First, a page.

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How the DOD’s FY19 Modernization Priorities Align to Technology

Stephanie MeloniGlobal communication concept. Technological abstract background.

By Stephanie Meloni, consultant

The Department of Defense continues to evolve at a fast pace to modernize and stay ahead of adversarial threats. This past year has brought many changes in terms of organizations within the DOD. To name a few, we have the Army Futures Command, the Joint Artificial Intelligence Center and the Defense Innovation Unit, that dropped the “X” (for experimental), to imply its permanent role in helping the DOD stay on the cutting edge of technology.

These organizational shifts and changes show the DOD’s response to the changing warfighting environment. Last year, much of the priority was on restoring readiness—now the Department has shifted to modernization. Increases in budget (and actual appropriations) are allowing decision makers to more strategically align funds to the investment priorities that need the most attention. IT spending is set to peak in FY19, so it will be a critical year for technology companies to come in and help the DOD with solutions that will help them stay focused on modernization. Here are just a few of those priorities: Read more of this post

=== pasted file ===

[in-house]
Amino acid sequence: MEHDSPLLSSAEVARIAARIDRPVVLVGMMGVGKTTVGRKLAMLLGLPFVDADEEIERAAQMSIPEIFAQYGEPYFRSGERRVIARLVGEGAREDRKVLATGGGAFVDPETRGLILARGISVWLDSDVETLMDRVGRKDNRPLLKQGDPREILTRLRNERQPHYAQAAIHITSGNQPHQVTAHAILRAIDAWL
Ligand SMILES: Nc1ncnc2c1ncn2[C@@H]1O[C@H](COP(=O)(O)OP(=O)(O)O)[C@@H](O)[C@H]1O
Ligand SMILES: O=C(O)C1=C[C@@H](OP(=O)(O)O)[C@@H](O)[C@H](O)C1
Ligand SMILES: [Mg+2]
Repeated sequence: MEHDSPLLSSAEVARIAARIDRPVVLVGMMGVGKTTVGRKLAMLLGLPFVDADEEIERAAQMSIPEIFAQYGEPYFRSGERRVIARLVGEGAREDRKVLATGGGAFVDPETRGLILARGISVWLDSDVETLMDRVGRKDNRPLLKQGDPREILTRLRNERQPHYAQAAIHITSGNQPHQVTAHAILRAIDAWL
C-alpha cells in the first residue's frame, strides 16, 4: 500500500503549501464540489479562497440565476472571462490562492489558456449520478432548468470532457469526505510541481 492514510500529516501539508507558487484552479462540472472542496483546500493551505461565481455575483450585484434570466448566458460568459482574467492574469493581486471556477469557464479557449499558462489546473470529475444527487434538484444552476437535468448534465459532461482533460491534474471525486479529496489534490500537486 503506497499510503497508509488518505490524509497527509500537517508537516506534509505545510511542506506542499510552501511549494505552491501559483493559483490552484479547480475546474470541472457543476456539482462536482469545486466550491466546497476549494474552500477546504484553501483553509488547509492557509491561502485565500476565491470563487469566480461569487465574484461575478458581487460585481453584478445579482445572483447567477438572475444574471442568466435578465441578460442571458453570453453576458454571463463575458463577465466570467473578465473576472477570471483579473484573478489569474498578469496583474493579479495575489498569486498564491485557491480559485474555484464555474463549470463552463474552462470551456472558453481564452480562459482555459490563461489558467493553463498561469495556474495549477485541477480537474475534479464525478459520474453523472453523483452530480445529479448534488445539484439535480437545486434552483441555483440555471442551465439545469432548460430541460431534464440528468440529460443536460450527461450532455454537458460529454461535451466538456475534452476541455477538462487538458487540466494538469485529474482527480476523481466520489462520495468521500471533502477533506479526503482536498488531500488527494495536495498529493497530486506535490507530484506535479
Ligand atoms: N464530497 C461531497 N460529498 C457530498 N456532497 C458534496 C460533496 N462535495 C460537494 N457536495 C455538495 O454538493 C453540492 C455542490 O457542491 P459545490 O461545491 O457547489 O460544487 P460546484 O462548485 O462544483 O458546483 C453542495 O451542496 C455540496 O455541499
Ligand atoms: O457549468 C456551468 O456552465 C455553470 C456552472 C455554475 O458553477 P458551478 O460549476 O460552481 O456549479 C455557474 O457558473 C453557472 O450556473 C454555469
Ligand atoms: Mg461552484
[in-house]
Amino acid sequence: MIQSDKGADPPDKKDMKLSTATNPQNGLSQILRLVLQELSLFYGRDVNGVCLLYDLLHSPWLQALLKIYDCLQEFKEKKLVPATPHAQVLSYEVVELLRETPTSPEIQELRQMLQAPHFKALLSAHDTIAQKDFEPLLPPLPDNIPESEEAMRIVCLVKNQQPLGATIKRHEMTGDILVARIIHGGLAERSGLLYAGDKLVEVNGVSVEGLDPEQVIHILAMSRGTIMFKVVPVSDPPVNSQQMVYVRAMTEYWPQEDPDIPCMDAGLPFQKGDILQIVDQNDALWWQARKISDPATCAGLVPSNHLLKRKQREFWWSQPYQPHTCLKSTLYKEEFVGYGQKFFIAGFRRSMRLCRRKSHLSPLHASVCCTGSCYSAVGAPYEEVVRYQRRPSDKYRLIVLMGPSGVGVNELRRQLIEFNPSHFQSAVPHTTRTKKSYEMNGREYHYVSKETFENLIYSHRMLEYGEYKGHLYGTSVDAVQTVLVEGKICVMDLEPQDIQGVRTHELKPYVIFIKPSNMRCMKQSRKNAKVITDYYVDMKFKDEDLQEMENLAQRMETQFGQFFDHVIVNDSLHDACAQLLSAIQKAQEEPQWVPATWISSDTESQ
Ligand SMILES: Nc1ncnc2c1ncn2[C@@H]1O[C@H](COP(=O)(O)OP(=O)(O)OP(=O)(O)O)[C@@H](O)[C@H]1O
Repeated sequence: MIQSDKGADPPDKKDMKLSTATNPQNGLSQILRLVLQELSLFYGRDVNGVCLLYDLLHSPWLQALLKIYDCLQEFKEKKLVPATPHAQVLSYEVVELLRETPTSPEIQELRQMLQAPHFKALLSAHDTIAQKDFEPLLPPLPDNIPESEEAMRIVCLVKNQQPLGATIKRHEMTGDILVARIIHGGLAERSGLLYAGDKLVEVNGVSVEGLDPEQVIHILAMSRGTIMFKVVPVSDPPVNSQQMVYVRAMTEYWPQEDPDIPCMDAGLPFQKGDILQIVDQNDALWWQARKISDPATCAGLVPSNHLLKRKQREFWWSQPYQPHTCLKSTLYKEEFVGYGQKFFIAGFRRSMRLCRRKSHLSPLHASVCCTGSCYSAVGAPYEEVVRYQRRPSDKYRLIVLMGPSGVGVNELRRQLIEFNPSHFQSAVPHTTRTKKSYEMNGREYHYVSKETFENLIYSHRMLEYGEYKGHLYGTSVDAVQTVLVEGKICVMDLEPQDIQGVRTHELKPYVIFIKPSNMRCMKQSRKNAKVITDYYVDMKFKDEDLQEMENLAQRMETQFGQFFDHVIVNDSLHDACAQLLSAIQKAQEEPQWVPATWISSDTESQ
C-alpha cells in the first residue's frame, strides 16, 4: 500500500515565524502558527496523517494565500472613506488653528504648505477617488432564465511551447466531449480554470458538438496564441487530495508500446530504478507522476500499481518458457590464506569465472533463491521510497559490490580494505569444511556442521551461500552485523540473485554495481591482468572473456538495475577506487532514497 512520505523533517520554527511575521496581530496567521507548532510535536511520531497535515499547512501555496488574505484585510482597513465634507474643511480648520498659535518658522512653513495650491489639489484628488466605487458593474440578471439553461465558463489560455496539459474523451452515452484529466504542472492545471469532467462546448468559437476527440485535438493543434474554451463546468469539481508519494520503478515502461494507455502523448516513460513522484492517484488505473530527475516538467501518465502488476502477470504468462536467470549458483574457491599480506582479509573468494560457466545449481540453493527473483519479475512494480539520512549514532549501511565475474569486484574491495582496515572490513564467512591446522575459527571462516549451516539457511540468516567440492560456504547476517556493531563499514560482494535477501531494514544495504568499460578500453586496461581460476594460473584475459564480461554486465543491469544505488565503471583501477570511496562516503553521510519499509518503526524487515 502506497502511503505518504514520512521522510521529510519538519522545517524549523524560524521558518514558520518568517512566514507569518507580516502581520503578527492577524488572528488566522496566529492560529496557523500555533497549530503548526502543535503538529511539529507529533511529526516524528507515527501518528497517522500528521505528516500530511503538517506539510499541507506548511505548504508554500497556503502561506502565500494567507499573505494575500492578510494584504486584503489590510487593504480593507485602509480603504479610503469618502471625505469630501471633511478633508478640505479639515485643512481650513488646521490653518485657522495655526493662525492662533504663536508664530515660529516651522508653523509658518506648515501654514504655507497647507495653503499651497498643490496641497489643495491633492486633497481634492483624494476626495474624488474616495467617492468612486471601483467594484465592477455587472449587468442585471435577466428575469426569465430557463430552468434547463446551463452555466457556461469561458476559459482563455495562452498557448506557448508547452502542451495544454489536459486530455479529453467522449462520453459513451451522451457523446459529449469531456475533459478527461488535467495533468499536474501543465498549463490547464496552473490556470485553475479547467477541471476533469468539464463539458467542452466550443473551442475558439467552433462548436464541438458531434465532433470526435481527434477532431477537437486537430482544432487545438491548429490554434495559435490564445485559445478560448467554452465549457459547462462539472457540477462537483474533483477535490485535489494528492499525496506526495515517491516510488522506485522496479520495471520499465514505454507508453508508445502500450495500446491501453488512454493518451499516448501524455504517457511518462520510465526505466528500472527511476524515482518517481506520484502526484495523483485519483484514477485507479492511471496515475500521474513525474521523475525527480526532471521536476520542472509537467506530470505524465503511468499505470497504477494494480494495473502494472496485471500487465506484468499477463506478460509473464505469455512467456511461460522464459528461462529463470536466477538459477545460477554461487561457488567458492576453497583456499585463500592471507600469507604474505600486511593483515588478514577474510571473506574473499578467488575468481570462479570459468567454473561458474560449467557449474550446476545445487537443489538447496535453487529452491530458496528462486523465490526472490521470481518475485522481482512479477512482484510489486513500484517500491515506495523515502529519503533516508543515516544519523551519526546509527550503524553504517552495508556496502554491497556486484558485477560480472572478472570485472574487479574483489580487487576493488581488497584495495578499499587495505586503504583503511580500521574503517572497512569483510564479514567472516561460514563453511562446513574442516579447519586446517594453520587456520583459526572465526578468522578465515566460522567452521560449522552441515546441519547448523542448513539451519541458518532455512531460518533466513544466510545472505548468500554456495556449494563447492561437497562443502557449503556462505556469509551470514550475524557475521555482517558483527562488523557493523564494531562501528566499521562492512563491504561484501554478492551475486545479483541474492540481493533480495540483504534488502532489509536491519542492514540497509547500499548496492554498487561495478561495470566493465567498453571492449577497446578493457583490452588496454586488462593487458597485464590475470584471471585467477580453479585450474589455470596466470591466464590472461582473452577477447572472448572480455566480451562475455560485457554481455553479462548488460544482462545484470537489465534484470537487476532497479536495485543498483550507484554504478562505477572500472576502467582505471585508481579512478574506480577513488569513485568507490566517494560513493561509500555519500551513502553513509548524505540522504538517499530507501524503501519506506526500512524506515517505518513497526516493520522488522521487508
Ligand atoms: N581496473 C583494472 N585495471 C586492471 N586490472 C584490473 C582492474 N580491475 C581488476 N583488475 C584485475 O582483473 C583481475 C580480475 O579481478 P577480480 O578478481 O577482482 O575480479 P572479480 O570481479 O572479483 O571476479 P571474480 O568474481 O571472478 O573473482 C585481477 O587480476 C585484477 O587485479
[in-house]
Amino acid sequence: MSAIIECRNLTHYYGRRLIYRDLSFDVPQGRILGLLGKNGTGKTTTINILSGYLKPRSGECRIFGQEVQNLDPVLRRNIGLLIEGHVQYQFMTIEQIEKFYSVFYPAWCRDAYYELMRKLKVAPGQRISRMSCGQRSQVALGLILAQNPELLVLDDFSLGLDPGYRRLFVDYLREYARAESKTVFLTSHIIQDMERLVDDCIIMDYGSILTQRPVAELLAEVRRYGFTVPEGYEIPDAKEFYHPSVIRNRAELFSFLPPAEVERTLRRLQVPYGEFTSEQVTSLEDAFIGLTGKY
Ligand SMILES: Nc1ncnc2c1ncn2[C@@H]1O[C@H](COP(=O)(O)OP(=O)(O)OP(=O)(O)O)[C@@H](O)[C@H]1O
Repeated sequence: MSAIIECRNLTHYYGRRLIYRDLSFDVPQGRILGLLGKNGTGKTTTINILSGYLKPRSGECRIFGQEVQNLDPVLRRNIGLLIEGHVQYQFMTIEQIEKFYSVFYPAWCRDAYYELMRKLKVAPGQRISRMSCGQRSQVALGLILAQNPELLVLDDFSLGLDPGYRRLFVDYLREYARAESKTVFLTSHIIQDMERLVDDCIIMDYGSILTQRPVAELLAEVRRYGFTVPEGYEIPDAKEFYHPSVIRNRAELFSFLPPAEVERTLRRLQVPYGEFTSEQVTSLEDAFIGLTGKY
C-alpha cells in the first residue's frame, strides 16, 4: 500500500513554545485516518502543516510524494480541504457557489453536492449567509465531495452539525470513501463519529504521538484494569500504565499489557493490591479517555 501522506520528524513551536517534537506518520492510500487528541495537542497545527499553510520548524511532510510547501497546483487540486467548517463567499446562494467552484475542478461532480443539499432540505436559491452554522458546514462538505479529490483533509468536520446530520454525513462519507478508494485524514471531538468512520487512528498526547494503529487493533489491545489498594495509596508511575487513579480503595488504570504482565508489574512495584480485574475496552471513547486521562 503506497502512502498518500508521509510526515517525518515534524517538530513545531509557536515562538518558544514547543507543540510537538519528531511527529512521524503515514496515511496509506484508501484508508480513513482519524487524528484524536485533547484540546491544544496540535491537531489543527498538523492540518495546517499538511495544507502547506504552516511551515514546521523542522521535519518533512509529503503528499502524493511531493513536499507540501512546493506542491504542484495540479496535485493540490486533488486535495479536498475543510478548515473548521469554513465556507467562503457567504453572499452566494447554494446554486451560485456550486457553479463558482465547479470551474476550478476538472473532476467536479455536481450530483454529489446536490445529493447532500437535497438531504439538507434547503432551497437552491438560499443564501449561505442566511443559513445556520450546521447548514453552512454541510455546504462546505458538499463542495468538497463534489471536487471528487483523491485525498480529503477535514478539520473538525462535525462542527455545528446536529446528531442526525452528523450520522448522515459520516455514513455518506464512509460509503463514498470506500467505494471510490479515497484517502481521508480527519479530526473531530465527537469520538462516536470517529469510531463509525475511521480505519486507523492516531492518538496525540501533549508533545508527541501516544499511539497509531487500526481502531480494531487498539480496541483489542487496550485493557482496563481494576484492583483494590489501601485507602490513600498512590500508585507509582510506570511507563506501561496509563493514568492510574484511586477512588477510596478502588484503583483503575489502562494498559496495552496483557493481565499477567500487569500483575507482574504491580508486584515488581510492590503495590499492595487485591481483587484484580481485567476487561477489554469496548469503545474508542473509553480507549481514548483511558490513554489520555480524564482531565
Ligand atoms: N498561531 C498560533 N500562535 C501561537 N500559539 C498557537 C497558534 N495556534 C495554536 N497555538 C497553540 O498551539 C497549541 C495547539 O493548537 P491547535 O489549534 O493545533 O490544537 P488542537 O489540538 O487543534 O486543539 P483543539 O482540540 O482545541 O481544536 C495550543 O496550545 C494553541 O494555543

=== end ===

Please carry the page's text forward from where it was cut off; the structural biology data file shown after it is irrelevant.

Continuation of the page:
What’s the Future of NETCENTS-2 at Air Force?

Stephanie MeloniBy Stephanie Meloni, consultant

More details have begun to emerge about how the Air Force intends to fulfill procurement of products after NETCENTS-2 expires in November 2019. Recently, GSA blogged about the memorandum of understanding (MOU) between the Air Force and GSA. This MOU outlines a partnership between the two organizations that will allow the Air Force to establish a blanket purchase agreement (BPA) from GSA’s IT Schedule 70. This will entirely replace NETCENTS-2 for products.